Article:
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On Falling, Part III

How wipeouts have helped shape the evolution of surfing. A five part series.

Greg Noll admitted that he wasn’t a great performer like Phil Edwards, but then again, he weighed 230 pounds. “When you surf bigger waves, you’re blowing through the chop, paddlin’ like shit, keepin’ the spray out of your eyes, and driving to the bottom. It’s not as finely tuned,” Noll said. “And that was a huge advantage on that day we surfed the outside, outside Pipeline. It was breakin’ so far out. If you’ve ever stood there and looked out at the blue water where the reefs end, it was breakin’ just inside that. It was way outside.”

On the inside, the heaviest section, Noll felt his board begin to lift, gain altitude, and catch air—before he completely “ate shit.” The brutal swim to shore took another hour. Making it in was a stroke of luck.

The swell was so big that the shorebreak itself presented some serious problems. Noll and his buddy, Mike Stang, studied it for a long time. Getting out looked impossible. It was during this time when Severson snapped the shot of Noll in his black-and-white striped trunks, holding his elephant gun before the massive ocean walls like some legend come to life. To Noll, the photo was just a picture of “me looking at the shorebreak and trying to figure out how to get past it.”

At the outset, Noll and Stang paddled for an hour “just trying to get off the beach.” Once they found a path through whitewater closeouts across Second Reef, the pair discovered that the really big waves came much less often. Clouds darkened the sky but swaths of sunlight broke through every once in a while. Noll and Stang spent the next hour trying to line up among shifting sets. A “white elephant,” Noll called it. Finding themselves dangerously close to the impact zone, they scraped for the shoulder. “It was a really awesome break, it was beautiful,” Noll remembered. “Long, beautiful mountains of water.” A towering set wave then eased up enough to allow Noll to paddle into it. Once on his feet, to Noll’s terror, the wall of the wave grew and grew as he slid faster and faster in an all-out speed-run for some kind of exit. On the inside, the heaviest section, Noll felt his board begin to lift, gain altitude, and catch air—before he completely “ate shit.” The brutal swim to shore took another hour. Making it in was a stroke of luck.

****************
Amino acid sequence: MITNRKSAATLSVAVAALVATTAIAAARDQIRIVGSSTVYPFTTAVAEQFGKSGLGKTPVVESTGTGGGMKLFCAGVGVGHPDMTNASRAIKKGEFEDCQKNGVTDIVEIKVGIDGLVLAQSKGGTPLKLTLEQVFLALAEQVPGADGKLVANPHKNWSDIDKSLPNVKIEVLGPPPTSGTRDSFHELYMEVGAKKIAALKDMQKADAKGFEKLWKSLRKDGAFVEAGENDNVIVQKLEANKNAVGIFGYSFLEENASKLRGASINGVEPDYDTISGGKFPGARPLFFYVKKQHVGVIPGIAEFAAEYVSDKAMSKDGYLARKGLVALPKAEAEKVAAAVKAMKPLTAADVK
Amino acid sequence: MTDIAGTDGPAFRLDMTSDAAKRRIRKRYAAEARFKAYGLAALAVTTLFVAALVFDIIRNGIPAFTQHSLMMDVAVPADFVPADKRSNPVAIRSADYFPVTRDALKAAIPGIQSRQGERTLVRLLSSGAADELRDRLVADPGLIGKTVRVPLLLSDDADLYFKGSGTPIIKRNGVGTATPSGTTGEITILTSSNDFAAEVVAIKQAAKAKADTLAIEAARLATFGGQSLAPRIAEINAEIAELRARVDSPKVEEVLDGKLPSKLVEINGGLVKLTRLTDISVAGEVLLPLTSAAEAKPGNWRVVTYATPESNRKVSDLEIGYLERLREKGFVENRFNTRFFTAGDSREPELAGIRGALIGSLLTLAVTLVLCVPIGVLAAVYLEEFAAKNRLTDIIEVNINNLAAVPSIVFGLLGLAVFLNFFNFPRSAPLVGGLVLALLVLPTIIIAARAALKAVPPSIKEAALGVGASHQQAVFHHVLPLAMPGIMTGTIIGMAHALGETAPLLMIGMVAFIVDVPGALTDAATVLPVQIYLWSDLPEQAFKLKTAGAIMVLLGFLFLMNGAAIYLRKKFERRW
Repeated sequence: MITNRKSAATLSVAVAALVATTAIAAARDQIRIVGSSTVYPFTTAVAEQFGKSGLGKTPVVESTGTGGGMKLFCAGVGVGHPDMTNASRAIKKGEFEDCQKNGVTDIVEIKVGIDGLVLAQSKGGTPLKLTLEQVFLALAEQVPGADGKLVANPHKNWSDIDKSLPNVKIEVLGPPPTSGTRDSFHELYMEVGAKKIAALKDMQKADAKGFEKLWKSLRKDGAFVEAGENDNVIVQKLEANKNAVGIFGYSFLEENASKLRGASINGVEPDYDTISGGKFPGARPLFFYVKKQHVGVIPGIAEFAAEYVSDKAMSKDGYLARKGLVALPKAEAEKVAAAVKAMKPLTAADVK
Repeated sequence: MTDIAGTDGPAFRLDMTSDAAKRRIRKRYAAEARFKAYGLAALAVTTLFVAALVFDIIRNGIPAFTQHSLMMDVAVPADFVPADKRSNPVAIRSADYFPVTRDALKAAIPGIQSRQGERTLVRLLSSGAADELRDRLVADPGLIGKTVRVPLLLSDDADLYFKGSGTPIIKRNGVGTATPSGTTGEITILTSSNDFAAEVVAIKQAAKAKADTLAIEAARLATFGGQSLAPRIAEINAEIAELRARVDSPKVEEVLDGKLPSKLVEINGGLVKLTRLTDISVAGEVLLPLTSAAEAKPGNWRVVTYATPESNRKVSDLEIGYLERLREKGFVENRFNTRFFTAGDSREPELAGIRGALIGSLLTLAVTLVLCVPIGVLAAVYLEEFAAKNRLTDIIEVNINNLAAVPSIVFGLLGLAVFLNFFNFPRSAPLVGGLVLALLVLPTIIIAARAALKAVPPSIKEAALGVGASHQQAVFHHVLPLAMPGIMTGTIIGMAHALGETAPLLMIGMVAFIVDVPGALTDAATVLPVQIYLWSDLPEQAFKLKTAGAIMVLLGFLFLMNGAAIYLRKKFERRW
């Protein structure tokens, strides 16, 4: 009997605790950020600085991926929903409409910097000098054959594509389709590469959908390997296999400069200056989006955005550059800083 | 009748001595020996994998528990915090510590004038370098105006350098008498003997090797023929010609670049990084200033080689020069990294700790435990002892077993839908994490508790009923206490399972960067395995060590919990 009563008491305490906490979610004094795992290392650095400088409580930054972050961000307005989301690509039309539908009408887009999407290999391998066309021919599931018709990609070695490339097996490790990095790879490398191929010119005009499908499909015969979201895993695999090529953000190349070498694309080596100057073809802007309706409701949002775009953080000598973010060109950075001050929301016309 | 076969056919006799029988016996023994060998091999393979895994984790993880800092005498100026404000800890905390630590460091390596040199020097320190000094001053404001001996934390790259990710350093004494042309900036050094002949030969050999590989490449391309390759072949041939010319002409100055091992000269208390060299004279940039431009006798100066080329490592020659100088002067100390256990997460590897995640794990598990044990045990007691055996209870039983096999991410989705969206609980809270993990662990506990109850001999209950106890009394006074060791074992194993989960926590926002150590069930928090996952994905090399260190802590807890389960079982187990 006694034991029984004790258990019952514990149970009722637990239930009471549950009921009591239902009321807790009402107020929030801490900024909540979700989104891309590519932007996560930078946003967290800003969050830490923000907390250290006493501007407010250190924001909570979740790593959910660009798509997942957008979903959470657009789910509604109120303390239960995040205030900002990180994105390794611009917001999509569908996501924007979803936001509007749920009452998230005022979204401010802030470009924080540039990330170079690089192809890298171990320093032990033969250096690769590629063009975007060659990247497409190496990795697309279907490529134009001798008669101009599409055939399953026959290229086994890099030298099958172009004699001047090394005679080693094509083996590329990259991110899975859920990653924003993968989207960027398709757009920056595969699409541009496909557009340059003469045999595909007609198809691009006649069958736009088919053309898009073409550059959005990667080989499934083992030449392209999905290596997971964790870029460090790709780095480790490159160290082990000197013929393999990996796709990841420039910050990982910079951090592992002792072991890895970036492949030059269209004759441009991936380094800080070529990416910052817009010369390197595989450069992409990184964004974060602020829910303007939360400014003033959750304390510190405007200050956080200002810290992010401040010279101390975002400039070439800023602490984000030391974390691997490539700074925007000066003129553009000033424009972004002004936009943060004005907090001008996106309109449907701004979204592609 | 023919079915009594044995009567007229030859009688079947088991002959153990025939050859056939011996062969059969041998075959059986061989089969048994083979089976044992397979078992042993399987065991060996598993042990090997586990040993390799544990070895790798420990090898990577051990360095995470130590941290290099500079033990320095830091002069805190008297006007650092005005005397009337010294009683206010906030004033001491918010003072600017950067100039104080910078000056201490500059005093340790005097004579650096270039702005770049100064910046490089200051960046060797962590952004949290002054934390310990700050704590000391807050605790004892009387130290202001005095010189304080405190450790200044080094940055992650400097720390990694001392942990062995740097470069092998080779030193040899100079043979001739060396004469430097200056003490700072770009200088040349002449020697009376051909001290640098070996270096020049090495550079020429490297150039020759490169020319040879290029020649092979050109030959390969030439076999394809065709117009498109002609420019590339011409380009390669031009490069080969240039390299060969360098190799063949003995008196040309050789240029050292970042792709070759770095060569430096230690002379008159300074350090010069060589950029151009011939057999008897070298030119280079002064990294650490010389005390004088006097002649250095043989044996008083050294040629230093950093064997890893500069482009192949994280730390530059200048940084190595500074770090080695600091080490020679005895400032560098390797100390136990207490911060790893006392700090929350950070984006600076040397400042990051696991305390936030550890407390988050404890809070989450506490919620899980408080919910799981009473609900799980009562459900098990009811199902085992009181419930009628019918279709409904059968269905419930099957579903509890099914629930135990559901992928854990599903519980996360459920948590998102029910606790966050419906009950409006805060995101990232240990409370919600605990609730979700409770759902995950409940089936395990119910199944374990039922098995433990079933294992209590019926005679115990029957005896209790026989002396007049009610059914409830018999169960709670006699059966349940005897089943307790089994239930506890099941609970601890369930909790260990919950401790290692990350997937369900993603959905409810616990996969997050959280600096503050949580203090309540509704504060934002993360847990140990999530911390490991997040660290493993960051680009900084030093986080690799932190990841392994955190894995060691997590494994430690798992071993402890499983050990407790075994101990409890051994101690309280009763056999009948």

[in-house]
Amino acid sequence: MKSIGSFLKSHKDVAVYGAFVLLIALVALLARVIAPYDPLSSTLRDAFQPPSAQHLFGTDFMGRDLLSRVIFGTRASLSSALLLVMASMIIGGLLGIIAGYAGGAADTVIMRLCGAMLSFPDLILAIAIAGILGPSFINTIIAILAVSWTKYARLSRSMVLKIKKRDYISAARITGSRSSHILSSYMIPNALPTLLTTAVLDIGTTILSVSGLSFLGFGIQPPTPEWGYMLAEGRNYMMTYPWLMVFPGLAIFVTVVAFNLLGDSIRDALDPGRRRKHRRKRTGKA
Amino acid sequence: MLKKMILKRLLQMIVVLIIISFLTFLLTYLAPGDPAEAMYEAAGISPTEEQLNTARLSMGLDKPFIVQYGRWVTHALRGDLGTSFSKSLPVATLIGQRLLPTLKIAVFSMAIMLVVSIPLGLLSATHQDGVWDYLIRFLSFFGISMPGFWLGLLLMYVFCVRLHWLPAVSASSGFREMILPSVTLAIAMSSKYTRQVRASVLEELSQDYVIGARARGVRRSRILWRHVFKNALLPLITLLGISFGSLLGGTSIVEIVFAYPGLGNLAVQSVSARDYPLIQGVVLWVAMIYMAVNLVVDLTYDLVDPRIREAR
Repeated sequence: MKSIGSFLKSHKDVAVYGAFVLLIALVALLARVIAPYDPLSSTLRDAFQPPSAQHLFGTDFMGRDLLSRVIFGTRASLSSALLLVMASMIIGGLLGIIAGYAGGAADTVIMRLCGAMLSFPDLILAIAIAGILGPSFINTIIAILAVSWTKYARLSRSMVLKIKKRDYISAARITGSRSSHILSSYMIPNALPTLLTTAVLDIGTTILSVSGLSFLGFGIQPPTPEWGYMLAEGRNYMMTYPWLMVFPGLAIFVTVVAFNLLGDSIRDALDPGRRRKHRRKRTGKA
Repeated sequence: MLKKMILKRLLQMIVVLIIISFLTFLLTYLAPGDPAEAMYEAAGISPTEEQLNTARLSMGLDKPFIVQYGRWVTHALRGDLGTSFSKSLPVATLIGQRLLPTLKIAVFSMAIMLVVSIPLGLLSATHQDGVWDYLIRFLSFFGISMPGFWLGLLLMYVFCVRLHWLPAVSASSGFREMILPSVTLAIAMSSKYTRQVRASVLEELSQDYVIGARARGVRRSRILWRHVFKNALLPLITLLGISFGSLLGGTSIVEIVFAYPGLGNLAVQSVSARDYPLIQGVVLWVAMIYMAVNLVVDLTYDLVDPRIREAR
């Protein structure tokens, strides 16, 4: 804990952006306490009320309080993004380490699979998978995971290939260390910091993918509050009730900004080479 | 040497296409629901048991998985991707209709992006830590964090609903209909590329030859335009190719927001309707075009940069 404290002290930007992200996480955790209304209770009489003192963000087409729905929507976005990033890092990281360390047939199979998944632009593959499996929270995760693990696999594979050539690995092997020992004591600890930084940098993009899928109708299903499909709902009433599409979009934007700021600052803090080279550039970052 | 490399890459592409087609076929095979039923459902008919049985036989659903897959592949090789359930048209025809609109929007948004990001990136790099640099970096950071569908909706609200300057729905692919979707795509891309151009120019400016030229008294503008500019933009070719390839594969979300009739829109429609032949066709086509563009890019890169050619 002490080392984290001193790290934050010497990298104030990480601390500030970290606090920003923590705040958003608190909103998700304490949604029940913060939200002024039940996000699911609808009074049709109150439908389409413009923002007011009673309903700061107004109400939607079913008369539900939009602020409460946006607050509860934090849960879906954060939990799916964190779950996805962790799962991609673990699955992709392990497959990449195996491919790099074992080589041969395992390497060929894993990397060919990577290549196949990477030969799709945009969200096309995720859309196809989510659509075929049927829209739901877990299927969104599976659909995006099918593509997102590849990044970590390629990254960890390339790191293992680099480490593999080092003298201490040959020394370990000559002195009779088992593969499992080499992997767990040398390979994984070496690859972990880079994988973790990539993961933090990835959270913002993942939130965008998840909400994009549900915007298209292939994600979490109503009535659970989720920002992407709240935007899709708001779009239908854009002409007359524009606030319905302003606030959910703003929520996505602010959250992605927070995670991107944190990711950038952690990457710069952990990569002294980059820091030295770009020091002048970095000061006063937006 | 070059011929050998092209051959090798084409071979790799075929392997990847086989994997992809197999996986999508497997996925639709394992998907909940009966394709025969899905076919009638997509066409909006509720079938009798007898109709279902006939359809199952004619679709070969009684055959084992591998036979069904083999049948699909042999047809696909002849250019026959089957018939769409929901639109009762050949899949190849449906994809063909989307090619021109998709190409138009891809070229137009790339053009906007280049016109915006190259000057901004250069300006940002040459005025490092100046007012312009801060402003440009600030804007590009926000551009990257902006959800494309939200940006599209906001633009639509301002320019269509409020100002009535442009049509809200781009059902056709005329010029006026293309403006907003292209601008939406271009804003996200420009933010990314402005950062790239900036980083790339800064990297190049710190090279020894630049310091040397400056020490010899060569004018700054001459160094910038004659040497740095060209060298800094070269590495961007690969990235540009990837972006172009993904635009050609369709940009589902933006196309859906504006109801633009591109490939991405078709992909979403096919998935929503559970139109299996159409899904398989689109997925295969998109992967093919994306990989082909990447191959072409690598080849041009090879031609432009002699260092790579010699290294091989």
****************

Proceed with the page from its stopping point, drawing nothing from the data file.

Earlier that season, Phil Edwards watched Noll take another serious beating at Pipeline. Noll came up laughing; he said he liked it. Edwards was disgusted. “You know, you’re a bull-headed son of a bitch,” Edwards said. That comment was overheard, and the moniker “The Bull” stuck. “It was Phil that bestowed that anchor around my neck,” Noll complained. The nickname that most assumed to capture Noll’s hard-charging nature was actually based on Noll’s predilection for falling. In this regard, even the photo Severson shot of Noll set before his task—the image Noll later bought and continues to sell with his signature for $20 a pop—is a document in the great story of falling: of attempt and failure and attempt and success.


Part I: Mike Hynson
Part II: Mick Campbell and Danny Wills

THURSDAY | PART IV: Mike Parsons
FRIDAY | PART V: Shane Dorian